Randy Rhoads – His Tragic Loss March 19, 1982, Thirty Five Years Ago Today

There really is no such thing as “The Greatest” especially when it comes to guitar players. Throughout music history we have seen so many great guitar players, with different styles and techniques. That being said though, there are certain players we all are drawn to more than others. For me personally, and millions of others our favorite, most influential guitar player of all time was killed in a plane crash thirty five years ago today. I’m speaking of the one and only Randy Rhoads.

Man, I’ll tell you something, those planes sure do know how to take our legends from us. We have lost some of the greatest most innovative musicians to plane crashes, going all the way back to Rock And Roll’s first tragedy when Buddy Holly was taken from us. But the loss of Randy seems even worse than most others, because there was really no reason for him to be in the plane. It was just a “joyride” that went terribly wrong. And just like that we lost one of the most talented musicians in music history.

It would truly be interesting to see what Randy would be doing today had he lived. One thing is for sure, the music he would’ve given us may have been the most rewarding of the past thirty plus years. He most likely would’ve experimented in many types of music, but I also truly believe that he also could’ve come back to Hard Rock and Roll music, once he got the bad taste out of his mouth of the Quiet Riot, and Ozzy Osbourne years. And that may what’s most tragic of all is that Randy’s last days were not very happy ones. He felt trapped in his current situation with Ozzy, and was beginning to realize what a snake Sharon Osbourne was. After years of broken promises, he was counting the days where he could leave it all behind, and just deal with the “music” part of it as a student and a teacher.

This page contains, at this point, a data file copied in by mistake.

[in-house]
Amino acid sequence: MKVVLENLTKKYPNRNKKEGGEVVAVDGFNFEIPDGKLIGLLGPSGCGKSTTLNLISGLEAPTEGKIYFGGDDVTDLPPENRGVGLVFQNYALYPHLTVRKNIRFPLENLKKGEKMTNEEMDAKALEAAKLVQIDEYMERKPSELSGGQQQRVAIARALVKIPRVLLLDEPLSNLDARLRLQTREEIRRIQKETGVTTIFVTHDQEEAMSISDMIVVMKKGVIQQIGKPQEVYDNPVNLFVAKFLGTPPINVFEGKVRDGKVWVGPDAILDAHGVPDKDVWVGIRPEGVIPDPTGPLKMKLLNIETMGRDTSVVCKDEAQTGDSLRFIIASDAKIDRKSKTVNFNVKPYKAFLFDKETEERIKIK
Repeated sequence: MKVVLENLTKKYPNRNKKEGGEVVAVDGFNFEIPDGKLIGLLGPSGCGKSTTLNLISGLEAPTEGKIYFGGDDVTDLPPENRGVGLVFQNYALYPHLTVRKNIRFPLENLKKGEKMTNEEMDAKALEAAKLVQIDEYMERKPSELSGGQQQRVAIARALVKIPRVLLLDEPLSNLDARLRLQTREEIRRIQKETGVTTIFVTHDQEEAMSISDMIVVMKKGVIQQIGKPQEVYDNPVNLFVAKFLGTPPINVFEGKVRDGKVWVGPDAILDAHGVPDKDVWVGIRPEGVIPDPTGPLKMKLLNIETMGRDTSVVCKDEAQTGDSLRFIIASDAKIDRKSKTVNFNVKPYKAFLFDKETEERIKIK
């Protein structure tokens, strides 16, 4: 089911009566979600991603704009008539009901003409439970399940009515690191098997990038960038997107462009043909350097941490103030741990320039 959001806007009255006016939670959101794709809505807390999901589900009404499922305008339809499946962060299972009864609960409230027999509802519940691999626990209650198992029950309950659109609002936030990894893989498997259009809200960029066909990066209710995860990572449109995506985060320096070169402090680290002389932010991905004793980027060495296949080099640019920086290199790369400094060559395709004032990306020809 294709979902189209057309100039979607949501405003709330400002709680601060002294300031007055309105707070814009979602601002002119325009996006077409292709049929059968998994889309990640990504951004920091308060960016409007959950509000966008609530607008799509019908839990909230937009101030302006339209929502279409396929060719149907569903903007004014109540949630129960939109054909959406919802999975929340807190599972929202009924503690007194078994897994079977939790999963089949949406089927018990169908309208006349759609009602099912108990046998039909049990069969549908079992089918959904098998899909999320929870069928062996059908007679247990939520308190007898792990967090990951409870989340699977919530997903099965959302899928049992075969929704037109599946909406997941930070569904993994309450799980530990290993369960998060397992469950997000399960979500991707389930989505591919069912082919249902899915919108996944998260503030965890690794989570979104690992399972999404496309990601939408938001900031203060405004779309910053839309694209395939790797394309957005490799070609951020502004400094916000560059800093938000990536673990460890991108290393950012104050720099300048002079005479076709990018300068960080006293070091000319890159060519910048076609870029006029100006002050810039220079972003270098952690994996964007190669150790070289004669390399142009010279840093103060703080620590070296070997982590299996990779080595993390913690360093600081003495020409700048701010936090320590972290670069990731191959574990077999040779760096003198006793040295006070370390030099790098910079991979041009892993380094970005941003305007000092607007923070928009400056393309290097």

As I type this story I’m listening to Side Two of The Diary Of A Madman album, in my humble opinion the final title track was a sample of what was to come. Hard Rocking riffs and solos, with a classical influence. Full of heart and emotion, with a technique that can’t be taught because it was all his own. And that’s why we love Randy so much. He was real, he didn’t just go through the motions. The emotion he played with touched us all then, and no matter how many times we hear the music it touches us now. Yes, Randy might not of left us a huge quantity of music, but what he did leave is of the greatest quality ever made. Thank you Randy, you’re music has been a huge part of my life since I was a young boy, and now that I’m a man it means so much more. I know I’m not alone in that feeling. Pull Out Blizzard and Diary today, or the live album Tribute, or even the first two Quiet Riot albums. Celebrate the life, not the death of one of the most influential guitar players to ever walk this planet.

Thirty Five years later Randy’s legacy is alive and well. He’s more popular today all these years later then he was the very day he was killed. His playing has influenced countless musicians, and songwriters. He’s on the top tier of legendary icons no longer with us. With the exception of Jimi Hendrix, no other guitar player is as revered with such a small quantity of recorded material. Ironically like Jimi it almost seems like fate. Like he was only supposed to be here a short period of time to display his brilliance, then be gone. Then again he’s not really gone, because we still hear the music he wrote and performed from classic rock radio, football stadiums, sporting events, even from other musicians who continue to emulate, and be influenced by him. In reality he will continue to outlive us all.

Huge Shout Out to the Randy Rhoads Society, and Randy’s bandmate Bob Daisley for the great pictures, and keeping his legacy alive.


Jesse Vejar

Jesse Vejar

Executive Editor - From Tucson, Arizona. Electrical Engineer/Music Historian. Lover of all genres of music. Beatles, Beach Boys, Rolling Stones, Led Zeppelin, Allman Brothers. Fav Metal Bands, Priest, Maiden.
Jesse Vejar